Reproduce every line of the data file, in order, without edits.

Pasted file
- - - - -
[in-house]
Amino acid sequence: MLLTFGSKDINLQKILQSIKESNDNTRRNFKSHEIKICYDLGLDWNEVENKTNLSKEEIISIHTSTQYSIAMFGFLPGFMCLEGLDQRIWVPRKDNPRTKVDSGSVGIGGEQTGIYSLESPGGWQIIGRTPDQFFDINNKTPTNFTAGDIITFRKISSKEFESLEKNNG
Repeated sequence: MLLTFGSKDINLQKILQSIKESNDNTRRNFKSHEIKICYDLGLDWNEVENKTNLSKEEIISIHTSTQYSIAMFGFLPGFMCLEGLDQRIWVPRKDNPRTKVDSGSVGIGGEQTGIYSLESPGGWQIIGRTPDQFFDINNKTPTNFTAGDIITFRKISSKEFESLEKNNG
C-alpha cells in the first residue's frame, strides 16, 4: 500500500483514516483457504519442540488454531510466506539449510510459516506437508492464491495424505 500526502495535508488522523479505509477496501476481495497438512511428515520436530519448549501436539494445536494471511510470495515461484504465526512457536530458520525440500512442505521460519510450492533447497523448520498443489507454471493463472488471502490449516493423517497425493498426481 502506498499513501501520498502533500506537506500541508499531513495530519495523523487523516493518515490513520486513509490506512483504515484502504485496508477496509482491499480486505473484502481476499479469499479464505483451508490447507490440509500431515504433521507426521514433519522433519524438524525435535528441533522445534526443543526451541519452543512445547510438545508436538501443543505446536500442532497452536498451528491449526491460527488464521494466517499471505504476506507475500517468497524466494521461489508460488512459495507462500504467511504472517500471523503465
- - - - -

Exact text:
[in-house]
Amino acid sequence: MLLTFGSKDINLQKILQSIKESNDNTRRNFKSHEIKICYDLGLDWNEVENKTNLSKEEIISIHTSTQYSIAMFGFLPGFMCLEGLDQRIWVPRKDNPRTKVDSGSVGIGGEQTGIYSLESPGGWQIIGRTPDQFFDINNKTPTNFTAGDIITFRKISSKEFESLEKNNG
Repeated sequence: MLLTFGSKDINLQKILQSIKESNDNTRRNFKSHEIKICYDLGLDWNEVENKTNLSKEEIISIHTSTQYSIAMFGFLPGFMCLEGLDQRIWVPRKDNPRTKVDSGSVGIGGEQTGIYSLESPGGWQIIGRTPDQFFDINNKTPTNFTAGDIITFRKISSKEFESLEKNNG
C-alpha cells in the first residue's frame, strides 16, 4: 500500500483514516483457504519442540488454531510466506539449510510459516506437508492464491495424505 500526502495535508488522523479505509477496501476481495497438512511428515520436530519448549501436539494445536494471511510470495515461484504465526512457536530458520525440500512442505521460519510450492533447497523448520498443489507454471493463472488471502490449516493423517497425493498426481 502506498499513501501520498502533500506537506500541508499531513495530519495523523487523516493518515490513520486513509490506512483504515484502504485496508477496509482491499480486505473484502481476499479469499479464505483451508490447507490440509500431515504433521507426521514433519522433519524438524525435535528441533522445534526443543526451541519452543512445547510438545508436538501443543505446536500442532497452536498451528491449526491460527488464521494466517499471505504476506507475500517468497524466494521461489508460488512459495507462500504467511504472517500471523503465